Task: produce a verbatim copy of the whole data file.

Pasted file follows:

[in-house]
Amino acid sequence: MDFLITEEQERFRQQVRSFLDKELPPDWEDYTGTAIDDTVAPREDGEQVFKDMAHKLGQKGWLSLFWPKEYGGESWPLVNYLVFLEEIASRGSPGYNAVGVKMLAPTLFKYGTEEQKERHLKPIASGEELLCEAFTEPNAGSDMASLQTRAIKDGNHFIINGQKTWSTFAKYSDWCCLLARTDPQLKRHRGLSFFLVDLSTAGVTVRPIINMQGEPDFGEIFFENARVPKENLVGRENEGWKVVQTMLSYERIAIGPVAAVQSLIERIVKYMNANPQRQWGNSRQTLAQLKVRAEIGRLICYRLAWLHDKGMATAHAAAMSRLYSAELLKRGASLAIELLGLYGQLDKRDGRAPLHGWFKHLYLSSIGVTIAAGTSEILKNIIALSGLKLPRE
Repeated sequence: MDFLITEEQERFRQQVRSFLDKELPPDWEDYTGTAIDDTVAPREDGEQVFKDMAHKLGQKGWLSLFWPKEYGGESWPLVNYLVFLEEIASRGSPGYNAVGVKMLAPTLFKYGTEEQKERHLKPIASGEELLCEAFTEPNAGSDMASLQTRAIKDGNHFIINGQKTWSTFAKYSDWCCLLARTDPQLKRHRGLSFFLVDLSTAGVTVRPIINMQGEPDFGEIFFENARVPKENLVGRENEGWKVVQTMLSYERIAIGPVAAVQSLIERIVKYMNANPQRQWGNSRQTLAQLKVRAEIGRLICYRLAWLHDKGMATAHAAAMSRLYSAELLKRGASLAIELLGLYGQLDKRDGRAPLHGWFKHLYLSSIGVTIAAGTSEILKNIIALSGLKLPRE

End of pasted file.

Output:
[in-house]
Amino acid sequence: MDFLITEEQERFRQQVRSFLDKELPPDWEDYTGTAIDDTVAPREDGEQVFKDMAHKLGQKGWLSLFWPKEYGGESWPLVNYLVFLEEIASRGSPGYNAVGVKMLAPTLFKYGTEEQKERHLKPIASGEELLCEAFTEPNAGSDMASLQTRAIKDGNHFIINGQKTWSTFAKYSDWCCLLARTDPQLKRHRGLSFFLVDLSTAGVTVRPIINMQGEPDFGEIFFENARVPKENLVGRENEGWKVVQTMLSYERIAIGPVAAVQSLIERIVKYMNANPQRQWGNSRQTLAQLKVRAEIGRLICYRLAWLHDKGMATAHAAAMSRLYSAELLKRGASLAIELLGLYGQLDKRDGRAPLHGWFKHLYLSSIGVTIAAGTSEILKNIIALSGLKLPRE
Repeated sequence: MDFLITEEQERFRQQVRSFLDKELPPDWEDYTGTAIDDTVAPREDGEQVFKDMAHKLGQKGWLSLFWPKEYGGESWPLVNYLVFLEEIASRGSPGYNAVGVKMLAPTLFKYGTEEQKERHLKPIASGEELLCEAFTEPNAGSDMASLQTRAIKDGNHFIINGQKTWSTFAKYSDWCCLLARTDPQLKRHRGLSFFLVDLSTAGVTVRPIINMQGEPDFGEIFFENARVPKENLVGRENEGWKVVQTMLSYERIAIGPVAAVQSLIERIVKYMNANPQRQWGNSRQTLAQLKVRAEIGRLICYRLAWLHDKGMATAHAAAMSRLYSAELLKRGASLAIELLGLYGQLDKRDGRAPLHGWFKHLYLSSIGVTIAAGTSEILKNIIALSGLKLPRE